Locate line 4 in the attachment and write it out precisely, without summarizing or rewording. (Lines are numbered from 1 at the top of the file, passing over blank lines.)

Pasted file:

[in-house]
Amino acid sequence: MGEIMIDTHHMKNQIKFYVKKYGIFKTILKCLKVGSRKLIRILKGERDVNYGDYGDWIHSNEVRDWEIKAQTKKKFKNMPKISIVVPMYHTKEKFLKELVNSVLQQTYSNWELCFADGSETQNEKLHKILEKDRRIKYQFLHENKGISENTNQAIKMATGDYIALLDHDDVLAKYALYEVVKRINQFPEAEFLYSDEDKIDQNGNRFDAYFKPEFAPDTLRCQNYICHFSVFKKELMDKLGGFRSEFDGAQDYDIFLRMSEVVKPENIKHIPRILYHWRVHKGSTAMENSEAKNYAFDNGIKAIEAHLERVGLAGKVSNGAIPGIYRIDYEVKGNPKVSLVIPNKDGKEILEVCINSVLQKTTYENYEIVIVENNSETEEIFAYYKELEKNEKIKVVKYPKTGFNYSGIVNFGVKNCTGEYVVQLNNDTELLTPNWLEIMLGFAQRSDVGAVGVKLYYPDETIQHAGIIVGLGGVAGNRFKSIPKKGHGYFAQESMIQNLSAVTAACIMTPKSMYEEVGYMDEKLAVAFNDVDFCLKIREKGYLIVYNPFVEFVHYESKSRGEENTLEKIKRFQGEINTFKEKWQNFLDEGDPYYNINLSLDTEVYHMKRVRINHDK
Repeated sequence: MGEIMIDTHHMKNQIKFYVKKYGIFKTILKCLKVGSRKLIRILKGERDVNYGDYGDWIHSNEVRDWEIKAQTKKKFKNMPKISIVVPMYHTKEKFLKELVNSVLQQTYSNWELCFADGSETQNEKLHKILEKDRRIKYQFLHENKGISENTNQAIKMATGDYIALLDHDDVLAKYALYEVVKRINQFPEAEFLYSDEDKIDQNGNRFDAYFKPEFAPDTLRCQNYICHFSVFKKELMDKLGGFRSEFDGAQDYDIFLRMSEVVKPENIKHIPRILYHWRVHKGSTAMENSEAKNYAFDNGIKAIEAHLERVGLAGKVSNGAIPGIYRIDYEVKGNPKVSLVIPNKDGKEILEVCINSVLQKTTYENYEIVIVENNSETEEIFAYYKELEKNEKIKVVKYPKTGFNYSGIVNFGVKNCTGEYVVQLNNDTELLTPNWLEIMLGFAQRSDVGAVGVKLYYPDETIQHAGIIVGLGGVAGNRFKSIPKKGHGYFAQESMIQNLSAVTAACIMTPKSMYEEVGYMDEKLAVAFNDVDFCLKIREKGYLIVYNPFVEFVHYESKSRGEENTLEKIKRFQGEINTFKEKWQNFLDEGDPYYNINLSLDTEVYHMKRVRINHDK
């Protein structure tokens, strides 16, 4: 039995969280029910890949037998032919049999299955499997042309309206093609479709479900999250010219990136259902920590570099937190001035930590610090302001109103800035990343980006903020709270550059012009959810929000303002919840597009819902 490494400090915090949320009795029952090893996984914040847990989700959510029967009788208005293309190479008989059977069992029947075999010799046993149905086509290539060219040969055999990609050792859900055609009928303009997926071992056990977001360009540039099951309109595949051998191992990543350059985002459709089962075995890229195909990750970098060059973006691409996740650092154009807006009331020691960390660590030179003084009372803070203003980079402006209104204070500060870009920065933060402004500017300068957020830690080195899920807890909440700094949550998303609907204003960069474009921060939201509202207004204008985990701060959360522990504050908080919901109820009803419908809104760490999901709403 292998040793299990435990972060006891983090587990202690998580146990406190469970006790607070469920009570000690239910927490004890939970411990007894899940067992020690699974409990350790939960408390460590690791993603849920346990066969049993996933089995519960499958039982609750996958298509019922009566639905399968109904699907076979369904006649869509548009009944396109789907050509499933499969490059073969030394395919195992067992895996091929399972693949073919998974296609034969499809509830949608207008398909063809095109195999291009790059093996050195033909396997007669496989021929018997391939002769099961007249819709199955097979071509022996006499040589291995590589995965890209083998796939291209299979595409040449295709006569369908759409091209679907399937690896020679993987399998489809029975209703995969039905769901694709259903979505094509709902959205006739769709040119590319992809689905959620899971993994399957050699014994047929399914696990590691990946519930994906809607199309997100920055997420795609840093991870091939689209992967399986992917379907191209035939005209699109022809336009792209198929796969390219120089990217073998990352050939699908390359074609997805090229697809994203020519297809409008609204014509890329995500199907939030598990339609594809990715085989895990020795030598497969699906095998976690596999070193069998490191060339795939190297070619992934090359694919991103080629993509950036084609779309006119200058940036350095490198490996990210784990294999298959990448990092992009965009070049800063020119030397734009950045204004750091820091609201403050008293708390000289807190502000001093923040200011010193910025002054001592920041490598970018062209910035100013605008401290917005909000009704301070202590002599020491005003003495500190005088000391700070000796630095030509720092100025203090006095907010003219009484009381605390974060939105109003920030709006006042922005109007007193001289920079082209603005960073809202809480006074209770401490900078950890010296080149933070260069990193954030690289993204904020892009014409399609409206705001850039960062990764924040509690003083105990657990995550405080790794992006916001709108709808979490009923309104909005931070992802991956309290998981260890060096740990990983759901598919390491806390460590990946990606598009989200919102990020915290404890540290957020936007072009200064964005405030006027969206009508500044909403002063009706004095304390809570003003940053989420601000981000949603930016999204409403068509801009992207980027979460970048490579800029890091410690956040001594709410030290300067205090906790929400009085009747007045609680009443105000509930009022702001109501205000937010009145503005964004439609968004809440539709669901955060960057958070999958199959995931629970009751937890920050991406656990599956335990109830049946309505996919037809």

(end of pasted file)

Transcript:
């Protein structure tokens, strides 16, 4: 039995969280029910890949037998032919049999299955499997042309309206093609479709479900999250010219990136259902920590570099937190001035930590610090302001109103800035990343980006903020709270550059012009959810929000303002919840597009819902 490494400090915090949320009795029952090893996984914040847990989700959510029967009788208005293309190479008989059977069992029947075999010799046993149905086509290539060219040969055999990609050792859900055609009928303009997926071992056990977001360009540039099951309109595949051998191992990543350059985002459709089962075995890229195909990750970098060059973006691409996740650092154009807006009331020691960390660590030179003084009372803070203003980079402006209104204070500060870009920065933060402004500017300068957020830690080195899920807890909440700094949550998303609907204003960069474009921060939201509202207004204008985990701060959360522990504050908080919901109820009803419908809104760490999901709403 292998040793299990435990972060006891983090587990202690998580146990406190469970006790607070469920009570000690239910927490004890939970411990007894899940067992020690699974409990350790939960408390460590690791993603849920346990066969049993996933089995519960499958039982609750996958298509019922009566639905399968109904699907076979369904006649869509548009009944396109789907050509499933499969490059073969030394395919195992067992895996091929399972693949073919998974296609034969499809509830949608207008398909063809095109195999291009790059093996050195033909396997007669496989021929018997391939002769099961007249819709199955097979071509022996006499040589291995590589995965890209083998796939291209299979595409040449295709006569369908759409091209679907399937690896020679993987399998489809029975209703995969039905769901694709259903979505094509709902959205006739769709040119590319992809689905959620899971993994399957050699014994047929399914696990590691990946519930994906809607199309997100920055997420795609840093991870091939689209992967399986992917379907191209035939005209699109022809336009792209198929796969390219120089990217073998990352050939699908390359074609997805090229697809994203020519297809409008609204014509890329995500199907939030598990339609594809990715085989895990020795030598497969699906095998976690596999070193069998490191060339795939190297070619992934090359694919991103080629993509950036084609779309006119200058940036350095490198490996990210784990294999298959990448990092992009965009070049800063020119030397734009950045204004750091820091609201403050008293708390000289807190502000001093923040200011010193910025002054001592920041490598970018062209910035100013605008401290917005909000009704301070202590002599020491005003003495500190005088000391700070000796630095030509720092100025203090006095907010003219009484009381605390974060939105109003920030709006006042922005109007007193001289920079082209603005960073809202809480006074209770401490900078950890010296080149933070260069990193954030690289993204904020892009014409399609409206705001850039960062990764924040509690003083105990657990995550405080790794992006916001709108709808979490009923309104909005931070992802991956309290998981260890060096740990990983759901598919390491806390460590990946990606598009989200919102990020915290404890540290957020936007072009200064964005405030006027969206009508500044909403002063009706004095304390809570003003940053989420601000981000949603930016999204409403068509801009992207980027979460970048490579800029890091410690956040001594709410030290300067205090906790929400009085009747007045609680009443105000509930009022702001109501205000937010009145503005964004439609968004809440539709669901955060960057958070999958199959995931629970009751937890920050991406656990599956335990109830049946309505996919037809």